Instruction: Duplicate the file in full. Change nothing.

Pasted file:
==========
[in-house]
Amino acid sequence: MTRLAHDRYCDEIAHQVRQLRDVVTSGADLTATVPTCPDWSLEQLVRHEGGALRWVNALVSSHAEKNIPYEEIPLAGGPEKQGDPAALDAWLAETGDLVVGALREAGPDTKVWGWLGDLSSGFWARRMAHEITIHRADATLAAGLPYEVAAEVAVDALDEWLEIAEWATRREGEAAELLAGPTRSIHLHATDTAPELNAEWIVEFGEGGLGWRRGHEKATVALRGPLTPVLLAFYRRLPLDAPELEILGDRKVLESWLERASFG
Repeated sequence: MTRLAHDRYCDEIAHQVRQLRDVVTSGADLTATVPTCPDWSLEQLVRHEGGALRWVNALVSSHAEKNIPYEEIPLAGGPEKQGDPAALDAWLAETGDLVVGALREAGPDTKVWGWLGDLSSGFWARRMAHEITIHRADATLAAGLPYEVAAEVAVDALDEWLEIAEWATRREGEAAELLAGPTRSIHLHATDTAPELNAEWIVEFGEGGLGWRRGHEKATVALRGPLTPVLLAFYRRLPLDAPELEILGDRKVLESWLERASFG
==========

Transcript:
[in-house]
Amino acid sequence: MTRLAHDRYCDEIAHQVRQLRDVVTSGADLTATVPTCPDWSLEQLVRHEGGALRWVNALVSSHAEKNIPYEEIPLAGGPEKQGDPAALDAWLAETGDLVVGALREAGPDTKVWGWLGDLSSGFWARRMAHEITIHRADATLAAGLPYEVAAEVAVDALDEWLEIAEWATRREGEAAELLAGPTRSIHLHATDTAPELNAEWIVEFGEGGLGWRRGHEKATVALRGPLTPVLLAFYRRLPLDAPELEILGDRKVLESWLERASFG
Repeated sequence: MTRLAHDRYCDEIAHQVRQLRDVVTSGADLTATVPTCPDWSLEQLVRHEGGALRWVNALVSSHAEKNIPYEEIPLAGGPEKQGDPAALDAWLAETGDLVVGALREAGPDTKVWGWLGDLSSGFWARRMAHEITIHRADATLAAGLPYEVAAEVAVDALDEWLEIAEWATRREGEAAELLAGPTRSIHLHATDTAPELNAEWIVEFGEGGLGWRRGHEKATVALRGPLTPVLLAFYRRLPLDAPELEILGDRKVLESWLERASFG